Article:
Despite the growing popularity, affordability, and reliability of liquid cooling, however, many other thermal management techniques are available to remove the ever-growing amount of heat generated in high-performance embedded computing systems. These techniques range from traditional conduction and convection cooling, to hybrid approaches that blend conduction and convection cooling, new heat-transfer materials, custom approaches, and good old-fashioned engineering to make the most of heat transfer in advanced computing architectures.

The heat problem

Despite the relatively mundane nature of electronics thermal management when compared to the latest powerful processors, heat represents an issue that no systems designer can ignore — and the problem grows by the day.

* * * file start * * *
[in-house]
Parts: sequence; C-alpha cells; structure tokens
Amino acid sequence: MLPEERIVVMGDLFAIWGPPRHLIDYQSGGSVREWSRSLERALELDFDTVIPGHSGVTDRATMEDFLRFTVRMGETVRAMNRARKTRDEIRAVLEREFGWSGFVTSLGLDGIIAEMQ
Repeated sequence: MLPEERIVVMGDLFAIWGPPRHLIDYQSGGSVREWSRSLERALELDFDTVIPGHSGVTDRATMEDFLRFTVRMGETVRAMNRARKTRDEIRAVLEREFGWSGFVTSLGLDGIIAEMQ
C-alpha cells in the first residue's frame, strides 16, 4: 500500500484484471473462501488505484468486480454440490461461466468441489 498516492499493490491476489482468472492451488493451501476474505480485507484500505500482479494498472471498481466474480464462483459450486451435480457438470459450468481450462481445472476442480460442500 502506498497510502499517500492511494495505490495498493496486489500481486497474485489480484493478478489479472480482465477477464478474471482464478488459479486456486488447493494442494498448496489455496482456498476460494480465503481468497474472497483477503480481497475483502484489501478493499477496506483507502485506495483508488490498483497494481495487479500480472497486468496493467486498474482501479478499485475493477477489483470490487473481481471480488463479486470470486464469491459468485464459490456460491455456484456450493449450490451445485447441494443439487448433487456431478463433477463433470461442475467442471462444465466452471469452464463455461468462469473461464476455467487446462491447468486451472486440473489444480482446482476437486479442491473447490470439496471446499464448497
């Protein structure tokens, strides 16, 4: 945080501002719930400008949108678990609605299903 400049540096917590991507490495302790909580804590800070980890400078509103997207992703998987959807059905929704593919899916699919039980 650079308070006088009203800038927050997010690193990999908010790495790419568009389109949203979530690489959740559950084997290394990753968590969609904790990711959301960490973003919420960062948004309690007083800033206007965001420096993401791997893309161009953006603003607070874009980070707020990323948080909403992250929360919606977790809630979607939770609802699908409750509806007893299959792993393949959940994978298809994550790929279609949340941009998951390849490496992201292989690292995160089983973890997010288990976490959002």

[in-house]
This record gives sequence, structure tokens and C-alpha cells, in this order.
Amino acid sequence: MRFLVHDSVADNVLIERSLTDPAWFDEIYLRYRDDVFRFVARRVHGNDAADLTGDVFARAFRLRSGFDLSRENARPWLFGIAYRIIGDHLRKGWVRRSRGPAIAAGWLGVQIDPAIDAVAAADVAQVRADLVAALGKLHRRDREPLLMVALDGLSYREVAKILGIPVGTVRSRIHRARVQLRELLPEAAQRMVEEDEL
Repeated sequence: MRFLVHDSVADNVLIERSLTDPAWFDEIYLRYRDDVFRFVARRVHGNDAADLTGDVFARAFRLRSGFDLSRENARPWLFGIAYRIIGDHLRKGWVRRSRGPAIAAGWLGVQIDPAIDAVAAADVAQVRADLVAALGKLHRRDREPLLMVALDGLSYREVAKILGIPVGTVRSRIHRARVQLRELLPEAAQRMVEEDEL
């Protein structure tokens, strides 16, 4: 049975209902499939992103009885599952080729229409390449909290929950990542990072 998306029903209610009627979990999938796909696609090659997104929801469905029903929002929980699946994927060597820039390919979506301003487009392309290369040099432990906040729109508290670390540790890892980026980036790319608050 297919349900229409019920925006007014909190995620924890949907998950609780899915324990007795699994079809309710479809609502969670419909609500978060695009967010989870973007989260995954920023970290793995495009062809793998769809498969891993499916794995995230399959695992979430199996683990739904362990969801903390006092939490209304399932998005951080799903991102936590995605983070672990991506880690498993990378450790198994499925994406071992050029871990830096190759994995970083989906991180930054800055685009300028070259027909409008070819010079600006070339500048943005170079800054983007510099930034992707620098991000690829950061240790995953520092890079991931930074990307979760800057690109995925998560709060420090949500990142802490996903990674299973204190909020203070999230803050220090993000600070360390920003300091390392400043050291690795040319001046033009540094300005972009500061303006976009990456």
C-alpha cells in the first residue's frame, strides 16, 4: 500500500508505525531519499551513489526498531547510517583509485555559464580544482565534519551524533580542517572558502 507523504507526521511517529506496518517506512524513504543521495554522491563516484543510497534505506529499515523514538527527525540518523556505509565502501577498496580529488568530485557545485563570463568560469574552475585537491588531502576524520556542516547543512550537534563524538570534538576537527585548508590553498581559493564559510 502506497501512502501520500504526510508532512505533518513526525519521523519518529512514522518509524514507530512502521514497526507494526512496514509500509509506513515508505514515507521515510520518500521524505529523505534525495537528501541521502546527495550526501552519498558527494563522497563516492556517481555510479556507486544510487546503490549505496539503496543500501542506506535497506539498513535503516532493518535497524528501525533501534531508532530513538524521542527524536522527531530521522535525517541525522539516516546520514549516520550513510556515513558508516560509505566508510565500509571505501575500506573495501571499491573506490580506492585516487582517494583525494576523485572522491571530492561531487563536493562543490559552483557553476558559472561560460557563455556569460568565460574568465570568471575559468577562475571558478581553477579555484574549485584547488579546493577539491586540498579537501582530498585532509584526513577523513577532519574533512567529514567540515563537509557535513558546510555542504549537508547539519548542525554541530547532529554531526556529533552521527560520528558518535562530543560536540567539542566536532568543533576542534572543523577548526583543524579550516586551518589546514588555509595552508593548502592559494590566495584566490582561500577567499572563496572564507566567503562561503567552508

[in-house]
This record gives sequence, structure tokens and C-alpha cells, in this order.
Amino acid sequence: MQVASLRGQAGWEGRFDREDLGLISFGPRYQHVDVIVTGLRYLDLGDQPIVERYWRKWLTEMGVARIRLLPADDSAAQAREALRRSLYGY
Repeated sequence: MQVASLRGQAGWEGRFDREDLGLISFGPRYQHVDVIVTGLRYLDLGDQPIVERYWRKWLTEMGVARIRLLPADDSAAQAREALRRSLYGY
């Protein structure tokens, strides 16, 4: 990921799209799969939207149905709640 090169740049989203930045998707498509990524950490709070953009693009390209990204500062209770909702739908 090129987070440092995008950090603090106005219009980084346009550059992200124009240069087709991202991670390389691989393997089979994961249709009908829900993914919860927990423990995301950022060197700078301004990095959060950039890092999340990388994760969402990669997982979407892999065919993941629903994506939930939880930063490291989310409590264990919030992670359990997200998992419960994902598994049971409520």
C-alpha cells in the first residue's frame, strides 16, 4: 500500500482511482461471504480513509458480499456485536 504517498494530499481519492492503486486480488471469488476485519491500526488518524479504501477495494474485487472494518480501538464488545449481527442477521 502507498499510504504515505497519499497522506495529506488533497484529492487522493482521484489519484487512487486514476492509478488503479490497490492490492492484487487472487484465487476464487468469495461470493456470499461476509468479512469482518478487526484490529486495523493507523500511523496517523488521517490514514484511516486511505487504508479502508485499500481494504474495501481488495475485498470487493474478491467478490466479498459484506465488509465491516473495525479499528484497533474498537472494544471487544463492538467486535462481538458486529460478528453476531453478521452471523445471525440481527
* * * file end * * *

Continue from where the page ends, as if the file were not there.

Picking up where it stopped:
“Heat never sleeps. It’s harder to deal with this year than it was last year,” says Chris Ciufo, chief technology officer at General Micro Systems in Rancho Cucamonga, Calif. “The military wants to apply more processing at the tip of the spear, which means operating in harsher environments that we didn’t do even three years ago.”

As examples, Ciufo cites land vehicles that collect data by driving behind enemy lines, then downloading the data, and later deploying to deal with the problem. “Today there’s more processing in that vehicle,” Ciufo says. “It may link up with the Continental U.S., or with operators in other vehicles looking at actionable intelligence and deciding what to do with it. There are more GPGPUs, more rackmount servers, and more processing required on these sensor platforms. These trends in basic semiconductors are making heat much more difficult to deal with.”